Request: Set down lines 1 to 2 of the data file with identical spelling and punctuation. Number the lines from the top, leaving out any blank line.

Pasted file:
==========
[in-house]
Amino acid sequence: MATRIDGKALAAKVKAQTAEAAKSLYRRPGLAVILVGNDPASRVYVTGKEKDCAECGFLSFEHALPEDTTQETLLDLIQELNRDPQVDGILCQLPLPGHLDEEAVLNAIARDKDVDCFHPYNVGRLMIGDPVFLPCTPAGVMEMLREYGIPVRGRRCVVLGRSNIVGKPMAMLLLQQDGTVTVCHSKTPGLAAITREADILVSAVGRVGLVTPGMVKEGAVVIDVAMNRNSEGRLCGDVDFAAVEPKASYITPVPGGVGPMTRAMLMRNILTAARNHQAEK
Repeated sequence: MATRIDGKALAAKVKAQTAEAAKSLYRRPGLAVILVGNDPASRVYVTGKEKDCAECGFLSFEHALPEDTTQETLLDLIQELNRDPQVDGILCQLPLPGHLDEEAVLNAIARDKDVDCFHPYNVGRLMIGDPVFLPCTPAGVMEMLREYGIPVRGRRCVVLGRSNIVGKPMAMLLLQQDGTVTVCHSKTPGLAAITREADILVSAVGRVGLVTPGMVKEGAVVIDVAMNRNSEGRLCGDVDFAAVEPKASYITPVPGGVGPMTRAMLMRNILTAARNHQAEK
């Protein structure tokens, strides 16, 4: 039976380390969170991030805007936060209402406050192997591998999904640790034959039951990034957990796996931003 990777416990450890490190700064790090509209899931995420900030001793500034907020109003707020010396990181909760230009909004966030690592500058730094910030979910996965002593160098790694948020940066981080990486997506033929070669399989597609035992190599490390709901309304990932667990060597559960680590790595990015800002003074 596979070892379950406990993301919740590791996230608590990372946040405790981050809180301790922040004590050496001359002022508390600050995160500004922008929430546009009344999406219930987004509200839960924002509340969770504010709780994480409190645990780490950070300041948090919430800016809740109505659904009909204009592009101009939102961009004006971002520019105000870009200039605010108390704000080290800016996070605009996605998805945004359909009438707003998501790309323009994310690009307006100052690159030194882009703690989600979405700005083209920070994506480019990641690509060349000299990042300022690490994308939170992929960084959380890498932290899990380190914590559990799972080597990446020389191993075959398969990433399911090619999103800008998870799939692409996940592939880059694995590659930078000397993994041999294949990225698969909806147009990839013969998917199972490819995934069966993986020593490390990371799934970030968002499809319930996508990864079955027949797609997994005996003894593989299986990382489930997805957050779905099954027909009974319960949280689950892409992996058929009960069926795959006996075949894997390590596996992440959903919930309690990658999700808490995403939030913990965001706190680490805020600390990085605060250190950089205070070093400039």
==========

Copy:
[in-house]
Amino acid sequence: MATRIDGKALAAKVKAQTAEAAKSLYRRPGLAVILVGNDPASRVYVTGKEKDCAECGFLSFEHALPEDTTQETLLDLIQELNRDPQVDGILCQLPLPGHLDEEAVLNAIARDKDVDCFHPYNVGRLMIGDPVFLPCTPAGVMEMLREYGIPVRGRRCVVLGRSNIVGKPMAMLLLQQDGTVTVCHSKTPGLAAITREADILVSAVGRVGLVTPGMVKEGAVVIDVAMNRNSEGRLCGDVDFAAVEPKASYITPVPGGVGPMTRAMLMRNILTAARNHQAEK